Live attenuated varicella vaccine: evidence that the virus is attenuated and the importance of skin lesions in transmission of varicella-zoster virus. National Institute of Allergy and Infectious Diseases Varicella Vaccine Collaborative Study Group

“To examine whether the live varicella vaccine virus is attenuated, we analyzed varicella vaccine-induced contact cases of clinical chickenpox in healthy siblings of immunized children with leukemia. A rash developed approximately 1 month later in 156 children with leukemia who had been vaccinated. Vaccine-type virus was isolated from 25 of these children.” 

Journal of Pediatrics 1990

Disseminated, persistent, and fatal infection due to the vaccine strain of varicella-zoster virus in an adult following stem cell transplantation.

“Here, we describe the fatality of an immunocompromised patient who received the varicella vaccine. His medical history provides a cautionary lens through which to view the decision of when vaccination is appropriate. A middle-aged man with non-Hodgkin lymphoma received chemotherapy and a stem cell transplant. He was vaccinated 4 years post-transplantation, despite diagnosis of a new low-grade lymphoma confined to the lymph nodes.”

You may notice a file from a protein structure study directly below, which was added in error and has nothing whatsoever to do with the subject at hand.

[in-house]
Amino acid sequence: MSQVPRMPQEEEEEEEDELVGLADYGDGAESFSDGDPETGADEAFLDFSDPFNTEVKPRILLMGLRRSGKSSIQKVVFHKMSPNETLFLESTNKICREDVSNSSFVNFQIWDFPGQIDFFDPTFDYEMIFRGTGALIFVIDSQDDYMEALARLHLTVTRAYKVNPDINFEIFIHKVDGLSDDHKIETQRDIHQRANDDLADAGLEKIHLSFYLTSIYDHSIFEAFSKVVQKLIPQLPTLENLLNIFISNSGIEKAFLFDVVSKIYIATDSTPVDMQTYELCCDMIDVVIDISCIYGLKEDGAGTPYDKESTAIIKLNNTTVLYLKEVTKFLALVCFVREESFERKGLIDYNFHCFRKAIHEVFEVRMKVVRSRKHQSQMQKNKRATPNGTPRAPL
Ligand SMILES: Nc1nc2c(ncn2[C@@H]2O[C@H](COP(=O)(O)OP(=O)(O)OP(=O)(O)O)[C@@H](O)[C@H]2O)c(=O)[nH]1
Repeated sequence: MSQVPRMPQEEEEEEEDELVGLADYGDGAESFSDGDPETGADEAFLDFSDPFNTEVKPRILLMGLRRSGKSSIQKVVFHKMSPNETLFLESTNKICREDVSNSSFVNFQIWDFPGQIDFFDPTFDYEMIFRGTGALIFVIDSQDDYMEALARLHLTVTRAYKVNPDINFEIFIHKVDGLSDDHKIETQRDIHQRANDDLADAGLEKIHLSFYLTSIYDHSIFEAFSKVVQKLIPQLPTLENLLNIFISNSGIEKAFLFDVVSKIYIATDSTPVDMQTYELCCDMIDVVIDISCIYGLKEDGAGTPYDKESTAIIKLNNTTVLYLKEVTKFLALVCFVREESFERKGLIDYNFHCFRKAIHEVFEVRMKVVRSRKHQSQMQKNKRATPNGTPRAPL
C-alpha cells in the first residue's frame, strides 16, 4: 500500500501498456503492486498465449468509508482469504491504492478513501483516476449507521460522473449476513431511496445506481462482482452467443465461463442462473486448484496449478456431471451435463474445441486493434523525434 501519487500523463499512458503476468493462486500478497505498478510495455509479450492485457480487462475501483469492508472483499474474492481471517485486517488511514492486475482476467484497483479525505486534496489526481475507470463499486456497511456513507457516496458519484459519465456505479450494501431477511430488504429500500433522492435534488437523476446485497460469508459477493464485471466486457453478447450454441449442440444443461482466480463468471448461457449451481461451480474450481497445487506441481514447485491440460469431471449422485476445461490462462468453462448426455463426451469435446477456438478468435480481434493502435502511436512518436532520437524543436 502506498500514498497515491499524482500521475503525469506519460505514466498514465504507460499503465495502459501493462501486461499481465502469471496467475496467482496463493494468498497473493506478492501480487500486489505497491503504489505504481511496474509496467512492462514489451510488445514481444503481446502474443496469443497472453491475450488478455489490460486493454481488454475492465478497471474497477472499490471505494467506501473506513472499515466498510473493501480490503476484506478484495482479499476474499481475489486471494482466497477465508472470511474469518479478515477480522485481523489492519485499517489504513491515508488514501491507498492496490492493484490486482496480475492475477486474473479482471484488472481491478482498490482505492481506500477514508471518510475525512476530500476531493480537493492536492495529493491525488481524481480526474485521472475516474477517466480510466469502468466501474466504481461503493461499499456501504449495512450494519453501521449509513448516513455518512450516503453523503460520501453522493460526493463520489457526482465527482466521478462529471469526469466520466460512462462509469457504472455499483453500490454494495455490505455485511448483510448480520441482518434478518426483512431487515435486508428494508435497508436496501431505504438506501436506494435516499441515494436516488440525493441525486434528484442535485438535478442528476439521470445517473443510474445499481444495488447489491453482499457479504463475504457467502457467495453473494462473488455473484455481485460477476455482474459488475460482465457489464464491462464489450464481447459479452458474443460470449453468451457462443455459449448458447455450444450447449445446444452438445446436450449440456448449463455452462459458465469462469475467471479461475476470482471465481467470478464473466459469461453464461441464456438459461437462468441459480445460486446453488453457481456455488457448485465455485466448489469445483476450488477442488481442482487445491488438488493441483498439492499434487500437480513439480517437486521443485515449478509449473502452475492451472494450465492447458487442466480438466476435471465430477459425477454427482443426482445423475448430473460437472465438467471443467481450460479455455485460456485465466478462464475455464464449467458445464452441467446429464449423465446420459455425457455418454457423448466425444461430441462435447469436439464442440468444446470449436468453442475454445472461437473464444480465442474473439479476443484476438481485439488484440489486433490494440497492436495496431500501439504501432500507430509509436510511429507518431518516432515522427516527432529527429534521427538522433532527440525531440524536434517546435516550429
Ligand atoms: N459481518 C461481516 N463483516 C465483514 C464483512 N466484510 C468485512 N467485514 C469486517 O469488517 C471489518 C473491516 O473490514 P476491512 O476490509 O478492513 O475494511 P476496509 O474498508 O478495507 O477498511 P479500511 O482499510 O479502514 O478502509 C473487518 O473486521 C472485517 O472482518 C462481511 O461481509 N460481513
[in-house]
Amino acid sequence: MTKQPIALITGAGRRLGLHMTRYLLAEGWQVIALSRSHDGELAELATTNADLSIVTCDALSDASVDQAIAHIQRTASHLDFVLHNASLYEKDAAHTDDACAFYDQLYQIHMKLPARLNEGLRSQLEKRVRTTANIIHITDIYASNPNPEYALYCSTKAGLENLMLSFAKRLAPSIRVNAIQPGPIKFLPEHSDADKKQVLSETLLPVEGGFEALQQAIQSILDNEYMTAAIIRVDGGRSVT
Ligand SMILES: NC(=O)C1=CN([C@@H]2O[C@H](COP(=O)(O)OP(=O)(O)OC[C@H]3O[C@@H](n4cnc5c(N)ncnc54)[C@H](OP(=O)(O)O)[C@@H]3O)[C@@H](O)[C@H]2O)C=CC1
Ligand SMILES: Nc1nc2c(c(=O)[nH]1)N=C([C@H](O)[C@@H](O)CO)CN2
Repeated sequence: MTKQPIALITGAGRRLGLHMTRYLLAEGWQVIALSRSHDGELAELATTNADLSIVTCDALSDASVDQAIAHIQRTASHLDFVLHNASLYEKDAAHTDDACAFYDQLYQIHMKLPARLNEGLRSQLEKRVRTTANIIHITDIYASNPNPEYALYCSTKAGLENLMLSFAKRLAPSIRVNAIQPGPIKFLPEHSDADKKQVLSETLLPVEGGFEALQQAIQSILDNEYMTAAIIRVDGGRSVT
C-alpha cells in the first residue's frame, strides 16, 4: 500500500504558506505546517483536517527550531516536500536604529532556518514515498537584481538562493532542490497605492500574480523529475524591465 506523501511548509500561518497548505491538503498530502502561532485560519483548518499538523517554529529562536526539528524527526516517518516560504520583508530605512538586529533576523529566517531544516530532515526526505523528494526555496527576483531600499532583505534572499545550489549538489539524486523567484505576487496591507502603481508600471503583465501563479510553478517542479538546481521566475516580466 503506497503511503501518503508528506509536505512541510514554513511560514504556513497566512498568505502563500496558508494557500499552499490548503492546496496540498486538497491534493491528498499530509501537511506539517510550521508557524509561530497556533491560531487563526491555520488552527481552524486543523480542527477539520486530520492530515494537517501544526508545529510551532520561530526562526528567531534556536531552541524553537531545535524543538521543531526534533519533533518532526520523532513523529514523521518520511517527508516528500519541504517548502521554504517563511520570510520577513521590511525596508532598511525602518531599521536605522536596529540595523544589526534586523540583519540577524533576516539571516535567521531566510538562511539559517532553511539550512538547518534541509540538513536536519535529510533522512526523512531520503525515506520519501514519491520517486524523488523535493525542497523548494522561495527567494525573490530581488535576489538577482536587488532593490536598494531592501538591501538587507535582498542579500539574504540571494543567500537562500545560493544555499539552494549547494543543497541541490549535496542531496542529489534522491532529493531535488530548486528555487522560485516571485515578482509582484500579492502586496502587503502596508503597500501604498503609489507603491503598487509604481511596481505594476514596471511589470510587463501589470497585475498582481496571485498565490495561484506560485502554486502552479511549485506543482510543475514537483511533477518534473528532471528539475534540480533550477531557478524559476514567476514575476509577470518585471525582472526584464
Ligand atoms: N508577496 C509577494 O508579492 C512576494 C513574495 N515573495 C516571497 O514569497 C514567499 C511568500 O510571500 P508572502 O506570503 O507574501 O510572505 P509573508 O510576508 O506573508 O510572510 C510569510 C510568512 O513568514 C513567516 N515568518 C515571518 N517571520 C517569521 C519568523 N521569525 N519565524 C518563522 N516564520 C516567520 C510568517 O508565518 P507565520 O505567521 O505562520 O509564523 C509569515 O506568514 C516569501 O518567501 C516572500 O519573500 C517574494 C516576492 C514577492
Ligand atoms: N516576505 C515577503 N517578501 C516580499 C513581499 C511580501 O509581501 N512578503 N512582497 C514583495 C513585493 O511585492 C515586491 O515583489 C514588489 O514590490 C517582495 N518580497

Clinical Infectious Diseases 2016 

Do Childhood Diseases Affect NHL and HL Risk? A Case-Control Study From Northern and Southern Italy

“To investigate the association between non-Hodgkin lymphoma (NHL), Hodgkin lymphoma (HL), and exposure to childhood diseases, we analyzed an Italian case-control study that included 225 histologically-confirmed incident cases of NHL, 62 HL cases, and 504 controls. After adjusting for confounding factors, all examined childhood diseases were negatively associated with HL. Measles was negatively associated with NHL, particularly follicular B-cell NHL. Our findings provide additional support to the hypothesis that infections by most common childhood pathogens may protect against HL or, at least, be correlated with some other early exposure, which may lower the risk of HL in adulthood. In addition, our study shows that measles may provide a protective effect against NHL.”

PubMed – Leukemia Research

Febrile Infections and Malignant Melanoma: Results of a Case-Control Study

Common childhood infections like measles reduce the risk of melanoma cancers.

“Analysis of the cumulative influence of infections pointed to a strong dose-response relationship between the frequency of febrile infections in adulthood and malignant melanoma. In particular, the risk reduction was striking when two or more febrile infections were compared to no febrile infections in group II (OR = 0.09) and group III (OR = 0.20). The study confirms the hypothesis that an inverse relationship exists between febrile infections and malignant melanoma, but these results have to be interpreted cautiously due to the inherent limitations of the case-control design.”

PubMed – Melanoma Research

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